Ezekiel 1:8
And they had the hands of a man under their wings on their four sides; and they four had their faces and their wings.
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EXPOSITORY (ENGLISH BIBLE)
(8) The hands of a man.—Implying, of course, also human arms. This particular adds to the generally human appearance of the cherubim, yet we must understand (see Ezekiel 1:11) that there were four hands corresponding to the wings for each cherub. These hands were “under their wings on their four sides.” Hence the wings must have been attached at the shoulder. The repetition, “they four had their faces and their wings,” is for the sake of emphasis and distinctness.

1:1-14 It is a mercy to have the word of God brought to us, and a duty to attend to it diligently, when we are in affliction. The voice of God came in the fulness of light and power, by the Holy Spirit. These visions seem to have been sent to possess the prophet's mind with great and high thoughts of God. To strike terror upon sinners. To speak comfort to those that feared God, and humbled themselves. In ver. 4-14, is the first part of the vision, which represents God as attended and served by a vast company of angels, who are all his messengers, his ministers, doing his commandments. This vision would impress the mind with solemn awe and fear of the Divine displeasure, yet raise expectations of blessings. The fire is surrounded with a glory. Though we cannot by searching find out God to perfection, yet we see the brightness round about it. The likeness of the living creatures came out of the midst of the fire; angels derive their being and power from God. They have the understanding of a man, and far more. A lion excels in strength and boldness. An ox excels in diligence and patience, and unwearied discharge of the work he has to do. An eagle excels in quickness and piercing sight, and in soaring high; and the angels, who excel man in all these respects, put on these appearances. The angels have wings; and whatever business God sends them upon, they lose no time. They stood straight, and firm, and steady. They had not only wings for motion, but hands for action. Many persons are quick, who are not active; they hurry about, but do nothing to purpose; they have wings, but no hands. But wherever the angels' wings carried them, they carried hands with them, to be doing what duty required. Whatever service they went about, they went every one straight forward. When we go straight, we go forward; when we serve God with one heart, we perform work. They turned not when they went. They made no mistakes; and their work needed not to be gone over again. They turned not from their business to trifle with any thing. They went whithersoever the Spirit of God would have them go. The prophet saw these living creatures by their own light, for their appearance was like burning coals of fire; they are seraphim, or burners; denoting the ardour of their love to God, and fervent zeal in his service. We may learn profitable lessons from subjects we cannot fully enter into or understand. But let us attend to the things which relate to our peace and duty, and leave secret things to the Lord, to whom alone they belong.Or, "They had the hands of a man under their wings on all four sides, just as they had wings and faces on all four sides." 8. The hands of each were the hands of a man. The hand is the symbol of active power, guided by skilfulness (Ps 78:72).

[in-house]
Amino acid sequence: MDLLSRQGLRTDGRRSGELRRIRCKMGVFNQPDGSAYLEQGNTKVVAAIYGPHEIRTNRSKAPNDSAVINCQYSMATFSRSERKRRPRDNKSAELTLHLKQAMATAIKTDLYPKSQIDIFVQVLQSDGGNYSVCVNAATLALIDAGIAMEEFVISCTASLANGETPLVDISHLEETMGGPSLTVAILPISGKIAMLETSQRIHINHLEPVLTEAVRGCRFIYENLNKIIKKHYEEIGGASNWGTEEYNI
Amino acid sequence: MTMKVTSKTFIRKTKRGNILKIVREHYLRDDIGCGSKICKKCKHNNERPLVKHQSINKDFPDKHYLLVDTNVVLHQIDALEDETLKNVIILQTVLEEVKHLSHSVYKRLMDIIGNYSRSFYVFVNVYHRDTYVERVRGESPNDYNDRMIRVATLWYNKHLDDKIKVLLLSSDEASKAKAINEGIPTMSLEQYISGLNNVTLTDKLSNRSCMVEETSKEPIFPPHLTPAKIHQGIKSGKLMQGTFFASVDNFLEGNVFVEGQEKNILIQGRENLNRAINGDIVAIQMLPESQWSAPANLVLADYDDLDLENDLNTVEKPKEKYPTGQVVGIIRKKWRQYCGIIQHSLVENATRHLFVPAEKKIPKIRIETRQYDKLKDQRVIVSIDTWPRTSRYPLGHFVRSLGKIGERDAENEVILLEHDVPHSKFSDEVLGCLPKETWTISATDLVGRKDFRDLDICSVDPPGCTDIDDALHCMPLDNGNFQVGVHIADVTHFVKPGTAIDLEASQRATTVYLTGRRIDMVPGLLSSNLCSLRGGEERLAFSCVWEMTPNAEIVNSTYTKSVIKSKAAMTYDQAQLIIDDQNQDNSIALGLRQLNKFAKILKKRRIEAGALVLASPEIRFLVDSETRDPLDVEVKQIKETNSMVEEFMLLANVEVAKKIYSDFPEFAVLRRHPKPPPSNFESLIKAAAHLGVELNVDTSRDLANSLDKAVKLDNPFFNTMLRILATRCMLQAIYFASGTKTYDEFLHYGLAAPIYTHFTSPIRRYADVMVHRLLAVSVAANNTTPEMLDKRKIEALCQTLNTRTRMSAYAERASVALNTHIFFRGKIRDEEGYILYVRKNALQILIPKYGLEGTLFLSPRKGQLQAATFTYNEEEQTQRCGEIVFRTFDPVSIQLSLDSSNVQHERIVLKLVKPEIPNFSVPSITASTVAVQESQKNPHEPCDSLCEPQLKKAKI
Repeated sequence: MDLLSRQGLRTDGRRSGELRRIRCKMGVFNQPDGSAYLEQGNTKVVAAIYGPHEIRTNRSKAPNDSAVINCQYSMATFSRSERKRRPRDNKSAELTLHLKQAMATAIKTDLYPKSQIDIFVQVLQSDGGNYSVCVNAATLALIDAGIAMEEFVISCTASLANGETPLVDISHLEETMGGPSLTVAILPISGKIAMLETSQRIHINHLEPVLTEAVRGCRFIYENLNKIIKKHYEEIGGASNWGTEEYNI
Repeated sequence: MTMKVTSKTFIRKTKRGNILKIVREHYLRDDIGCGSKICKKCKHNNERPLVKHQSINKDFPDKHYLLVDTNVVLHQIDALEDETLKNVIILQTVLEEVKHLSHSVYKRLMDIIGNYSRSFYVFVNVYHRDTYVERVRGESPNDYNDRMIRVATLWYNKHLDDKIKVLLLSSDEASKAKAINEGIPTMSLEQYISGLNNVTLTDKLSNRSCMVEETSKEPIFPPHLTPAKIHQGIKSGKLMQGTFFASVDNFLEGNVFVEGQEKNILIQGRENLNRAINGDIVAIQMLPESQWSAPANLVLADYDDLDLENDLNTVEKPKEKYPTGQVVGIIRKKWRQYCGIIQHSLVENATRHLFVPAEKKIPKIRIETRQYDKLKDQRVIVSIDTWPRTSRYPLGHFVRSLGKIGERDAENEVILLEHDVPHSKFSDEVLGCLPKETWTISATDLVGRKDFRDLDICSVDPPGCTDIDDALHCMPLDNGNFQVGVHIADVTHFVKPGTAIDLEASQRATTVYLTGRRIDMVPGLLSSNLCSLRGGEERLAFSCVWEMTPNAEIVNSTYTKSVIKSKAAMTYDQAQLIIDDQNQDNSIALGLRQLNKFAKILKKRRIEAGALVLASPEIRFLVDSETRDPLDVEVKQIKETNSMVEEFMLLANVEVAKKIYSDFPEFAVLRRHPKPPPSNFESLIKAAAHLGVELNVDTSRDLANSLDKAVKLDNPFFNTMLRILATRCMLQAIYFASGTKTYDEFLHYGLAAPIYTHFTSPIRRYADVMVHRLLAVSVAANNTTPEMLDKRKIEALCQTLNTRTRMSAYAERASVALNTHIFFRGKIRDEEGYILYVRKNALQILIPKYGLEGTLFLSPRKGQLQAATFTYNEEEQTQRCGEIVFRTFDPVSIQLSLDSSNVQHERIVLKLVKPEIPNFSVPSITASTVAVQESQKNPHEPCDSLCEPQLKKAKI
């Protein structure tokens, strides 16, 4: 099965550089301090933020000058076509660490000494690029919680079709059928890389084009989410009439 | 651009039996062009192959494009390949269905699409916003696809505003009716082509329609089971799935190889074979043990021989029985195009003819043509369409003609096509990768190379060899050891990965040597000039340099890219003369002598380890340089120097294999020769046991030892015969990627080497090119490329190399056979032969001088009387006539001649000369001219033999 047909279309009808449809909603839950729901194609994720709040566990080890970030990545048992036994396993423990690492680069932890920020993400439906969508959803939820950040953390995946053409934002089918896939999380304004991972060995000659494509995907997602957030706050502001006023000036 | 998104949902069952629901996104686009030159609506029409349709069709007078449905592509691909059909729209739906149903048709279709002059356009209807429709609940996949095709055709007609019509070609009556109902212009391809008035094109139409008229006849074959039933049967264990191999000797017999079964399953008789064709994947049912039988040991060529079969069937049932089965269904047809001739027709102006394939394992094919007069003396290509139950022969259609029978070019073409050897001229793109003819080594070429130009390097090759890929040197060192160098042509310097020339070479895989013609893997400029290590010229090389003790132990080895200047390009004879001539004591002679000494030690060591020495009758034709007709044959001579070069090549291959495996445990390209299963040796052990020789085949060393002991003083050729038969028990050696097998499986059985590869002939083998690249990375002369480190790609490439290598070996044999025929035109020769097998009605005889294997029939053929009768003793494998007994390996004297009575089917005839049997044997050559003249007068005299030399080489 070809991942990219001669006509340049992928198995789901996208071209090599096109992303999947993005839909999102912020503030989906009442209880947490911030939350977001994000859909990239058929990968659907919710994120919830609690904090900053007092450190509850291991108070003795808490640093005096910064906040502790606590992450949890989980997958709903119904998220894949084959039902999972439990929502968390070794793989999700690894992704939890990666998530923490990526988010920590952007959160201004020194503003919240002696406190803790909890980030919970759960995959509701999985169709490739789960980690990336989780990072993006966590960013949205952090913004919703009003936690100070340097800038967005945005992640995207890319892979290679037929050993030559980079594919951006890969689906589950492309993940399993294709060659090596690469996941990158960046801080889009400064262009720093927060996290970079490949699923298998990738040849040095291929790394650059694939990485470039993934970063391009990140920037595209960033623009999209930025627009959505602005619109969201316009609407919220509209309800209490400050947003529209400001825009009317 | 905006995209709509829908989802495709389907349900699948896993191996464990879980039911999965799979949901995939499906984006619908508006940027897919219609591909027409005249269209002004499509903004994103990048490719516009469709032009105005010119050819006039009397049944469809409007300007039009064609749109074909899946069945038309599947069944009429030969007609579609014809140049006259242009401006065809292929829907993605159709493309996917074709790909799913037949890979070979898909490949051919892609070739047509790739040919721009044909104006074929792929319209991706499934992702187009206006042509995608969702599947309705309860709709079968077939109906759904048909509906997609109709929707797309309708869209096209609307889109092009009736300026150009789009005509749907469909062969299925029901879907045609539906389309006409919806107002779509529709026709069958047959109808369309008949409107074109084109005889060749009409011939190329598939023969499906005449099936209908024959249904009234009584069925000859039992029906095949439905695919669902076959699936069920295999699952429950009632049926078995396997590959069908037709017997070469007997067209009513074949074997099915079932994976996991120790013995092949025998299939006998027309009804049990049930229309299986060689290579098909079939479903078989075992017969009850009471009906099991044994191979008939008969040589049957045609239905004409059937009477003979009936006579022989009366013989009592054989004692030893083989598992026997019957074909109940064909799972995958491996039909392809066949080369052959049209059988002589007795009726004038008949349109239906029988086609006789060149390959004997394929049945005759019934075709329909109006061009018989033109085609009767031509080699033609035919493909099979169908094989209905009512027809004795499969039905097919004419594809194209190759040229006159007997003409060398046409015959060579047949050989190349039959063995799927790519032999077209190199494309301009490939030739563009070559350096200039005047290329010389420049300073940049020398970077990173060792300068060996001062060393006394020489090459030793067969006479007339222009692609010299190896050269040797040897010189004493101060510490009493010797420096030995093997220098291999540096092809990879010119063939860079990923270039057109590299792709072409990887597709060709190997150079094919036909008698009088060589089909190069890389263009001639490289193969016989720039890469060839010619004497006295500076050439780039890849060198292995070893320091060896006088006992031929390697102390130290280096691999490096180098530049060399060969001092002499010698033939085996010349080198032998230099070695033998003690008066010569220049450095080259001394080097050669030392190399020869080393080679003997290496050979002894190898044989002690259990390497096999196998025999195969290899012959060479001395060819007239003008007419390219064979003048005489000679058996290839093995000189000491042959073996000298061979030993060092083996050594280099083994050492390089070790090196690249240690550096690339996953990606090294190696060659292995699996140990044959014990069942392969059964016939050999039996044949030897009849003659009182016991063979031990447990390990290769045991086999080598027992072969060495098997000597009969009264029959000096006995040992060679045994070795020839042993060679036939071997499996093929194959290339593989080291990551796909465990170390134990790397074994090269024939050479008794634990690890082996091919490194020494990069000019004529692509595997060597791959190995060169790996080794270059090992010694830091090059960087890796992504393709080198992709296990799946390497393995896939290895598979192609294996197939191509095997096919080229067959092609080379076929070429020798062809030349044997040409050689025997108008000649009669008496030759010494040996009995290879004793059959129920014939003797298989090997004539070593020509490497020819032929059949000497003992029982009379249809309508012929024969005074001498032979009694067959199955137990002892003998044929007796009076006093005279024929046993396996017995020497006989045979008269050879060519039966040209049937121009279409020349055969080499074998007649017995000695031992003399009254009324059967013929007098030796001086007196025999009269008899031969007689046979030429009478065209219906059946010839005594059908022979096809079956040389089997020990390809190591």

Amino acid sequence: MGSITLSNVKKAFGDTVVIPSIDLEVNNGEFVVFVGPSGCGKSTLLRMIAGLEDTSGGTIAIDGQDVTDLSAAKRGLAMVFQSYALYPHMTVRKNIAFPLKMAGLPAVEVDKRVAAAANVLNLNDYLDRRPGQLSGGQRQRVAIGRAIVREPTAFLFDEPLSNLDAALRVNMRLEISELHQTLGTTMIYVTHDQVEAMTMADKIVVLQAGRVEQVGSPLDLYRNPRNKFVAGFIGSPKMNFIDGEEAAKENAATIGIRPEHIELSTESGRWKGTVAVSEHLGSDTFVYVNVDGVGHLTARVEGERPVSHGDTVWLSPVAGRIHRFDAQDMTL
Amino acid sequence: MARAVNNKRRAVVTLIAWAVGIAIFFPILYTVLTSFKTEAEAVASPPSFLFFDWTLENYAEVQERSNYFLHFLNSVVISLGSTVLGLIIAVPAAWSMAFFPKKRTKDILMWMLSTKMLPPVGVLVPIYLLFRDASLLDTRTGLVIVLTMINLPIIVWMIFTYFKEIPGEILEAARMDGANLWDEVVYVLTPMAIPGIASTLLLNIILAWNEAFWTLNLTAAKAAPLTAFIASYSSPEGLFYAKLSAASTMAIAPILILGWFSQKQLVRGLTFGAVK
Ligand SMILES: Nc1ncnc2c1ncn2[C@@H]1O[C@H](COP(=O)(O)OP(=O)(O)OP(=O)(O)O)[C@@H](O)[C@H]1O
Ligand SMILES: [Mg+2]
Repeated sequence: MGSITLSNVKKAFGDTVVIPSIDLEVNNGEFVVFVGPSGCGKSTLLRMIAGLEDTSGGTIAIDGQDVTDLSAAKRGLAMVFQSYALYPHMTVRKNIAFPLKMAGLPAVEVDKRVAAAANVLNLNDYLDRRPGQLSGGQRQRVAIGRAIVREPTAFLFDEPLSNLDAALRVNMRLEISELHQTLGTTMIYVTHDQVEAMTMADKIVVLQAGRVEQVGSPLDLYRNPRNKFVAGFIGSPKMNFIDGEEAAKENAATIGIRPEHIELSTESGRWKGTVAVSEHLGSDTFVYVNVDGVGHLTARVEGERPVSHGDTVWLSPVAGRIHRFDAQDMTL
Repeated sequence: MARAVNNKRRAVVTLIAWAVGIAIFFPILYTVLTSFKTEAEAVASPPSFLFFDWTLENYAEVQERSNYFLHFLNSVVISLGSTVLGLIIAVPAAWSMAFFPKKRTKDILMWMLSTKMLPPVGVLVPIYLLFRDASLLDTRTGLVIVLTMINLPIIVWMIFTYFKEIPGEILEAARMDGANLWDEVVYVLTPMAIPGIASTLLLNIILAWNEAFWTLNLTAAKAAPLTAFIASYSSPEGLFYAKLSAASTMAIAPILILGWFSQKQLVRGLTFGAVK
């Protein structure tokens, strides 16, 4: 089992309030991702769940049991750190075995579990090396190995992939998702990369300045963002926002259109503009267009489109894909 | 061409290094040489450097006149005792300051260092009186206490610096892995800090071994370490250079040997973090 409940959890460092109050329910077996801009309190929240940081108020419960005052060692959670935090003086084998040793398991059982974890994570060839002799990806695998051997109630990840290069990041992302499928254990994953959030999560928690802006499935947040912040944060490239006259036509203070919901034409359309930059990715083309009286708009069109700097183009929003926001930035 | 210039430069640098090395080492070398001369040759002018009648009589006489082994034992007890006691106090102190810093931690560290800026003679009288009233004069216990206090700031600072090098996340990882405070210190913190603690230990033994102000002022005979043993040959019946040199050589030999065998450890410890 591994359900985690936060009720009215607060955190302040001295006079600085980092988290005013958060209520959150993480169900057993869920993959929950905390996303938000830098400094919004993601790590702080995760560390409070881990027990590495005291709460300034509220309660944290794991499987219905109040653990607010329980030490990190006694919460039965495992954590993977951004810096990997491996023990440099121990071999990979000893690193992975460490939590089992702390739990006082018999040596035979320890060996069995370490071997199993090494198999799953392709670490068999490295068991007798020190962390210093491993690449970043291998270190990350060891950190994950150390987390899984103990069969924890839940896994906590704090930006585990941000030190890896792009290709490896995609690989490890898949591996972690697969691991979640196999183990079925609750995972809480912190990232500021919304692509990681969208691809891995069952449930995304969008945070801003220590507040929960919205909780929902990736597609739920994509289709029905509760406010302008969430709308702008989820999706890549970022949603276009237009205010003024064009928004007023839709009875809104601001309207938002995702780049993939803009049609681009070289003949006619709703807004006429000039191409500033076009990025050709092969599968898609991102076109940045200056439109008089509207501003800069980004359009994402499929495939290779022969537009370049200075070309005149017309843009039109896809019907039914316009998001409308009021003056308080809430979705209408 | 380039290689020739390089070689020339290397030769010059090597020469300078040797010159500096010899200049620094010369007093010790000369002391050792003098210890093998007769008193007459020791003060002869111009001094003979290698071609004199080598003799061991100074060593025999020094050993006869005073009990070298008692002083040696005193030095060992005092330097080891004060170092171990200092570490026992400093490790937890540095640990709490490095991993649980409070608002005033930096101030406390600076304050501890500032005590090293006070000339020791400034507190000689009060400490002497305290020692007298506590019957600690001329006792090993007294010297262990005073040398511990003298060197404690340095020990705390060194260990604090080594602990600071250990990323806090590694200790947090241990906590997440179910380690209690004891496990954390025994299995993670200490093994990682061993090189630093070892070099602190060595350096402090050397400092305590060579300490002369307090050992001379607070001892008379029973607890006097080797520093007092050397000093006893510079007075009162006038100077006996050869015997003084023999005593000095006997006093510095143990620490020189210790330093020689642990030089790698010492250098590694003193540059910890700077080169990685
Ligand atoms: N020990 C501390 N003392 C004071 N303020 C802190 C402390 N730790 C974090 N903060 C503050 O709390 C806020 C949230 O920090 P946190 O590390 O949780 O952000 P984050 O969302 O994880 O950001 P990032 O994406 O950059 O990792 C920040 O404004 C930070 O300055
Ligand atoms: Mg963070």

under their wings—signifying their operations are hidden from our too curious prying; and as the "wings" signify something more than human, namely, the secret prompting of God, it is also implied that they are moved by it and not by their own power, so that they do nothing at random, but all with divine wisdom.

they four had … faces and … wings—He returns to what he had stated already in Eze 1:6; this gives a reason why they had hands on their four sides, namely, because they had faces and wings on the four sides. They moved whithersoever they would, not by active energy merely, but also by knowledge (expressed by their faces) and divine guidance (expressed by their "wings").

They; each of the four living creatures.

Had the hands: hands in every language, especially in the Oriental, imply power; and being the chief instruments of action, are here ascribed to these active instruments that execute the commands of God.

Of a man: this is added to denote the wisdom, dexterity, and vigilance wherewith they discharge their ministry.

Under their wings; their power and manner of exerting it is secret and invisible, and it is put forth as God pleaseth to move them.